Whatever non-commutative (order matters) color-mixing algotrithm is being used, it's one in which it's possible for two different orders of the same colors to give the exact same RBG result. Is it testing for success based on the actual resulting color, or do you have to guess the same order? I think that, in cases where a different order gives the "same color" to within some fairly tight threshold, that should count as correct — that would relieve a lot of my anxiety about this game.


Oh, another thing — having it show which combinations you've already tried would be a big help.


Ben - very nicely worded. I agree completely. Excellent feedback. =)


I like the concept of the game. I find it to be laid back and relaxing, though I wish there were an easier way of testing your chosen chord vs the sample chord other than grouping the circles together and rapidly racing your mouse across them.

I personally would rather give up the six chances and have more tools to test my colors and chord vs the sample chord so that I don't have to sit there and try to remember which shades I had finally decided on in the last attempt.


My problem with the game is that it quickly becomes repetitive. I enjoy the challenge up to a point, but once you figure it out, there's no real variety. The sounds are fairly easy to match, but the color comes down to trial and error since, unlike the sound, it is not possible to get a sense of how the colors will combine before their selection. One useful tip is to keep a list of the combinations tried--usually the dominant color is easy to pick out, but in the case where the colors get very close to each other, it's mainly luck.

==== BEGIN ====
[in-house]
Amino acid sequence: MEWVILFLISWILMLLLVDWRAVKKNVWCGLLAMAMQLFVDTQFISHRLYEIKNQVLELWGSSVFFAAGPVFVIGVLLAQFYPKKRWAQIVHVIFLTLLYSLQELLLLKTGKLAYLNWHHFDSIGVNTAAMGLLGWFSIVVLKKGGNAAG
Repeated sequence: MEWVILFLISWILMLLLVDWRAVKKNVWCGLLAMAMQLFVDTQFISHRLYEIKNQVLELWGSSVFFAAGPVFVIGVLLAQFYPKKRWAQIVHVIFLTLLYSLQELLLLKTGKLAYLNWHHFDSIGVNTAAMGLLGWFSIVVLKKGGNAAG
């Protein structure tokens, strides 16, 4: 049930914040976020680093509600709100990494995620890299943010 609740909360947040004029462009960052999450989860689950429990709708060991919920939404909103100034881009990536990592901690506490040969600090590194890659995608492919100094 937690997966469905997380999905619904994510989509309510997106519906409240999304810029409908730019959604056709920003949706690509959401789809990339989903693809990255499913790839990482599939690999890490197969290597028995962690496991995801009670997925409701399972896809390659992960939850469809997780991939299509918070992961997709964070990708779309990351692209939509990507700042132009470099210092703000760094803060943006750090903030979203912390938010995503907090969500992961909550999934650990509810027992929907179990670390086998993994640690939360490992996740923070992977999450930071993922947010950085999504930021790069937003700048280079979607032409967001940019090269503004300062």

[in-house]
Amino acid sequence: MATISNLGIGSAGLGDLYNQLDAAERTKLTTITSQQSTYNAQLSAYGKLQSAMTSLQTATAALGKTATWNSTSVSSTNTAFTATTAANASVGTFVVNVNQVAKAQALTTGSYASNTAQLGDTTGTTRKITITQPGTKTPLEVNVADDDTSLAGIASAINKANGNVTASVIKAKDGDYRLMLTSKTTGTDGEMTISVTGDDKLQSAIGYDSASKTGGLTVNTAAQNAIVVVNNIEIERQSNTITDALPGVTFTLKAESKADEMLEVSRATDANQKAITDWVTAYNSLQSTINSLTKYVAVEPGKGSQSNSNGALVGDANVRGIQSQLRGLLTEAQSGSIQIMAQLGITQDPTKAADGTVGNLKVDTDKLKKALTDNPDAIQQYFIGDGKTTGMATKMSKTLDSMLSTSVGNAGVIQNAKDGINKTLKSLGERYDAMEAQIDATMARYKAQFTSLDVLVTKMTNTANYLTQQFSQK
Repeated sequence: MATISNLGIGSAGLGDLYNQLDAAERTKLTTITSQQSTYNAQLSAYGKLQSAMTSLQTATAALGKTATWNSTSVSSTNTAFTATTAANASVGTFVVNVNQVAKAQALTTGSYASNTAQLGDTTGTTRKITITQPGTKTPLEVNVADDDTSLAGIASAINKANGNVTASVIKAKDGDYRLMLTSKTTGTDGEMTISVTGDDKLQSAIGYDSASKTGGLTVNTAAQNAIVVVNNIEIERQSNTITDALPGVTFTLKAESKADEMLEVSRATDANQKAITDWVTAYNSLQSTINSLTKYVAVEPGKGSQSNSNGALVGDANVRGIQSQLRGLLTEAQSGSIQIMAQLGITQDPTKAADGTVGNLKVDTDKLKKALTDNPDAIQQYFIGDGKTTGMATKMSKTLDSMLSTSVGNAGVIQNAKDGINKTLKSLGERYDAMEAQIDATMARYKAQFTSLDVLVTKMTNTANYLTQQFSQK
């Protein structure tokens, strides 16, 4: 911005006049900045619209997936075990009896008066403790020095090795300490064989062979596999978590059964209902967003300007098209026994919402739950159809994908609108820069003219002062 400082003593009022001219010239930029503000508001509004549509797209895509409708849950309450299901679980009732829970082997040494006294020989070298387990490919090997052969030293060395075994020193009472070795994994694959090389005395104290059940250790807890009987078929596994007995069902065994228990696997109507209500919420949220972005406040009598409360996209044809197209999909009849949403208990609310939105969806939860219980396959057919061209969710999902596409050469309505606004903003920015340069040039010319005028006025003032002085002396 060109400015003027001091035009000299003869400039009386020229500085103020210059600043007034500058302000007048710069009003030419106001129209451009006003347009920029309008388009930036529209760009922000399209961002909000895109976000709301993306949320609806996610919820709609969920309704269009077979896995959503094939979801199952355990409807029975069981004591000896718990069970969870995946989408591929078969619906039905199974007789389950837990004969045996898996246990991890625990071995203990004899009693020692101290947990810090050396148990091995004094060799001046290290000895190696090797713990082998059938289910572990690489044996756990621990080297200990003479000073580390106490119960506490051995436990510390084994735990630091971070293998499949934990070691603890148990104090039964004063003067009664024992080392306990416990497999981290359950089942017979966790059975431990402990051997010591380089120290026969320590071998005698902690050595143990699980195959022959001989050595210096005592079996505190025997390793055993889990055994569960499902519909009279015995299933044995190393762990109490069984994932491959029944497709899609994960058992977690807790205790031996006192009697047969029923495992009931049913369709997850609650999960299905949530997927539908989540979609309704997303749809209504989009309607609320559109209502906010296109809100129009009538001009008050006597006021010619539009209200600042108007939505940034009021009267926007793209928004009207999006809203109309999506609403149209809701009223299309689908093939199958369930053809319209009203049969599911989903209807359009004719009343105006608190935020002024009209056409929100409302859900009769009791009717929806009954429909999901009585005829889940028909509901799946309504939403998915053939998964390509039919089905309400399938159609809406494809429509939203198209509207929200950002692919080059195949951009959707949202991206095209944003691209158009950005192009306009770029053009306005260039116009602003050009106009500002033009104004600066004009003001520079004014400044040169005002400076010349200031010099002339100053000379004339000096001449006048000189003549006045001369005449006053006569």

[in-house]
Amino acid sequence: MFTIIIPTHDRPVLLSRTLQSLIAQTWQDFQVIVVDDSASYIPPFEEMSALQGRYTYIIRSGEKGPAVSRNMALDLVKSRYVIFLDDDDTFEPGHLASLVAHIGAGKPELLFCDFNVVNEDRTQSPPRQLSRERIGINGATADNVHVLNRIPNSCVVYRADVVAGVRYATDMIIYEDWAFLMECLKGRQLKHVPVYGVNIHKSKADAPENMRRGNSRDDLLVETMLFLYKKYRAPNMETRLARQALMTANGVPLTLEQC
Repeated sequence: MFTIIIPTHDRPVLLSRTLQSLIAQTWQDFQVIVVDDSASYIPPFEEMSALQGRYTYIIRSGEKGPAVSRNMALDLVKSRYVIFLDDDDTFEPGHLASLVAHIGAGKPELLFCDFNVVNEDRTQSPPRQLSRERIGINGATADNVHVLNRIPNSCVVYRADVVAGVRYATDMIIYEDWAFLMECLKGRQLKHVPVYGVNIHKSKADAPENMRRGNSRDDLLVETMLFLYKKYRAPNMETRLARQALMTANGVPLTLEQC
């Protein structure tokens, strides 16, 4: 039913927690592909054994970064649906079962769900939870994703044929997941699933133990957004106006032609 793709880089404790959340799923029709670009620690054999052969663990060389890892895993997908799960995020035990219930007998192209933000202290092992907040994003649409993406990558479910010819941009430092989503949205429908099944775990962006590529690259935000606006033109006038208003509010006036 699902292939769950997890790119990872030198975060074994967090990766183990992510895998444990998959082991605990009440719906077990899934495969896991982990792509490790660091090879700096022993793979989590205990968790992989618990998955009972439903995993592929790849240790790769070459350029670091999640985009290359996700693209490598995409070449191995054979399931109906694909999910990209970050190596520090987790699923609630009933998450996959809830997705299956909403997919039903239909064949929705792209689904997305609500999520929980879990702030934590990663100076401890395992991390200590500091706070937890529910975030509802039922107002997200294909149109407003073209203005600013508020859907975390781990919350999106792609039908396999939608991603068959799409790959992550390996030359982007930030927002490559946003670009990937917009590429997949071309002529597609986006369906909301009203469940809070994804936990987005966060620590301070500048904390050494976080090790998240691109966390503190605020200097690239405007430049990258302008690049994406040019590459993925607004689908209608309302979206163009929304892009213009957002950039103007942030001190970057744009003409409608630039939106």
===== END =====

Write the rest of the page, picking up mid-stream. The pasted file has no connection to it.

My suggestion for modifying the game would be to either remove the order component, or break the chord slightly so that one can hear the order, and so there's consistency between the visual and aural feedback. In either case, this makes the game easier, but to compensate, you might have multiple instruments, or more than 5 choices, or more than 3 selections. You might implement a timer as well, or perhaps twist it around and select the sounds or colors that do NOT appear in the sample. There are many possible variations.


You get six tries for each chord. I just noticed that's the total number of sequences of 3 colors. So trial and error, although tedious, will always allow you to complete the level.


Well, not always, Jim. In later levels the number of tries you're allowed is reduced to increase the difficulty.


There is one trick that I discovered, although it could be my mind playing tricks on me.